Inside the Kansas survival shelter that will save humanity from a devastating meteorite or a nuclear holocaust Caves will be 'the world's largest private underground survivor shelter. Kansas caverns are 100-ft to 150-ft below the surface supported by thick limestone pillars six times stronger than concrete with have blast doors built to withstand a one-megaton nuclear explosion. This article takes a look at two complexes in Kansas; Vivos and Atlas Missile Silos, both with the same goals and objectives of surviving a massive crisis.
The inescapable trend this year was from a company that wasn't even officially at the show. Amazon's Alexa technology showed up everywhere, from cars, to TVs, to watches, to things that even looked and worked an awful lot like Amazon's own Echo devices. Following are some of the best new consumer Electronic products introduce during CES 2017 that took pleace in early January, 2017.
The iPhone 7 will continue to lay the groundwork for the major iPhone redesign expected for the near future, including the iPhone 8 targeted for 2017. Removing the headphone jack and the physical home buttons are two of the steps Apple is taking towards the iPhone of the future, a device that may have a glass-only housing and a wraparound display. Such an iPhone model could also lack any physical buttons, and offer even better waterproofing than the iPhone 7.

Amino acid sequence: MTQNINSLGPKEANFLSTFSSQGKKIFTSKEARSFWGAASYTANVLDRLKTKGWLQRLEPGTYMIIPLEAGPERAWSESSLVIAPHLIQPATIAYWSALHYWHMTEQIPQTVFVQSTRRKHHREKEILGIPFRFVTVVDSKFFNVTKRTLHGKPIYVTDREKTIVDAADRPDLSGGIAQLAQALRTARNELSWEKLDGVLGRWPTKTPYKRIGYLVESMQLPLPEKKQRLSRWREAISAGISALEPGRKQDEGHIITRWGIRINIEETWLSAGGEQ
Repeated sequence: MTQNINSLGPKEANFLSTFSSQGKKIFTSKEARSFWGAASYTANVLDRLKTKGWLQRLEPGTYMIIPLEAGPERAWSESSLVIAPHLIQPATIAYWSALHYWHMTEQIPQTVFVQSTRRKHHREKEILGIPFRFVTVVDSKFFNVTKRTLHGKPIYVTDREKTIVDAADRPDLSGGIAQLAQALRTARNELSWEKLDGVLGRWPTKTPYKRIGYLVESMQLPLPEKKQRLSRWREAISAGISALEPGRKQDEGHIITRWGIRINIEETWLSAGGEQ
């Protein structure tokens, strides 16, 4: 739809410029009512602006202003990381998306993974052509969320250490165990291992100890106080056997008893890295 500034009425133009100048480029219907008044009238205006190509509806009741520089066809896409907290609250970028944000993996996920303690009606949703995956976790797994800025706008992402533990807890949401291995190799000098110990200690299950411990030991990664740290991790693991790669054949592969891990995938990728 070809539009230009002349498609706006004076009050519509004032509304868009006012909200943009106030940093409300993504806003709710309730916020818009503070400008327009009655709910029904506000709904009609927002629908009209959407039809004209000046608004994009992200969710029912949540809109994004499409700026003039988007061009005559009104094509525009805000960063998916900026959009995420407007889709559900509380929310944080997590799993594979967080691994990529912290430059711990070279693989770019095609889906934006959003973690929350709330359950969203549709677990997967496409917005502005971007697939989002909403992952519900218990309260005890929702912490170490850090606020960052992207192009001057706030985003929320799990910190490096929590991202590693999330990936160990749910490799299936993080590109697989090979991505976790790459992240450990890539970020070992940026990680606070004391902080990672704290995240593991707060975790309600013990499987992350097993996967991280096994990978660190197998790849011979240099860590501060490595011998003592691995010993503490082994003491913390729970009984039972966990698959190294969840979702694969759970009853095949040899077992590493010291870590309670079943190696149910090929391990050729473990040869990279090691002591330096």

A journey inside Bern’s whimsical clock tower reveals how clicking gears and dancing bears changed the meaning of time. Deep inside a medieval watchtower, Markus Marti presides over the passage of time. Several times a week in the heart of Bern, Switzerland, the retired engineer leads a small group of visitors up a twisting narrow staircase. Then, using a wooden baton as a pointer, he explains how a maze of iron parts powered by a swinging pendulum has, second by second, counted off the last half millennium.
The brain of the internet, has recently demonstrated that its artificial neural networks have the power to dream by trained these networks to recognize objects, animals, faces and nature, by feeding them millions of images. These networks have become so advanced that they are able to "enhance" what they are seeing. The images produced from these enhancements have been dubbed, "Inceptionism".